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Various compilers are available on the GNU/Linux workstations. The system-wide default is always the GNU Compiler collection (gcc, g++, gfortran). Other compilers, and other versions of the compilers, are available through environment modules (See sfinx for details).
to get a list of available modules. This list may include:
gcc/4.8.2 gcc/4.9.0 gcc/4.9.2 gcc/sys(default) intel/10.1(default) intel/8.1 intel/9.1 llvm/3.3(default)
In order to load a specific compiler environment (e.g. intel/10.1), use
module load intel/10.1
or, since 10.1 is marked as the default for the
module load intel
In the same way, MPI is available on all systems. This of course includes the MPI compilers.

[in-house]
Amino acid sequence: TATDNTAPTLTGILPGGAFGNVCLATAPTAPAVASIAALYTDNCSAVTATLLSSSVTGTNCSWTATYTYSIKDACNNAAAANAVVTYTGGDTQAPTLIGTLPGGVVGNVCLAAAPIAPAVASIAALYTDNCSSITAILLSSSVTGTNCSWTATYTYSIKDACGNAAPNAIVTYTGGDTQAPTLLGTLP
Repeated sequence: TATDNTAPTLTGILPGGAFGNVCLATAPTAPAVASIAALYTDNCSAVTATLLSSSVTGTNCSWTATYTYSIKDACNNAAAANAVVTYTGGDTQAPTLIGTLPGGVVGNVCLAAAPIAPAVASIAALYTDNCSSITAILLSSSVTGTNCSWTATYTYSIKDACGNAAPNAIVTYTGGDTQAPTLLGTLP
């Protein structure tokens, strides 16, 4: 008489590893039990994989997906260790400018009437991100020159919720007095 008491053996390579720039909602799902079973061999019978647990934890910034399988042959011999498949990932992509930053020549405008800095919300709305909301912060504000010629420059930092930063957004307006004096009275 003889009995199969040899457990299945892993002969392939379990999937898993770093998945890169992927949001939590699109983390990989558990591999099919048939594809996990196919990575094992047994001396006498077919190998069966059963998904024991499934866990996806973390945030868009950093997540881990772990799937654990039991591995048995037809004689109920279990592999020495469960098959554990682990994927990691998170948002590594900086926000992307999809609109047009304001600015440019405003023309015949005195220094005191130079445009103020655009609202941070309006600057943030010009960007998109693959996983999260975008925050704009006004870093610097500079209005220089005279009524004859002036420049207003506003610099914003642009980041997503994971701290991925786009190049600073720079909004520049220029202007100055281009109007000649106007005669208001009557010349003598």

The default version is currently
MPICH, but among the available modules, you will see
Here, since one version is already loadced, you will need to use the
module switch command to switch to the other version (unload MPICH, load OpenMPI):
module switch mpi/openmpi-x86_64
Of course, if you always use a specific version, you can add this command to your login environment (e.g.
Note: if you need to combine MPI with python, you may want to check out the section in Sfinx modules about the additional module files. The default MPI modules set up the PYTHONPATH for the system default version of python (currently 2.7); for use with e.g. python 3.4, load the appropriate module.
In most cases,
gfortran can be made to compile programs written in Fortran 77. If all else fails, the latest version of
g77, the previous GNU fortran compiler, can be installed on your system. However, this compiler is not always able to link with newer libraries, and there is no guarantee it will be maintained for much longer. So it is usually better to spend some time figuring out how to use the current compilers to compile your code, in stead of depending on an obsolete compiler.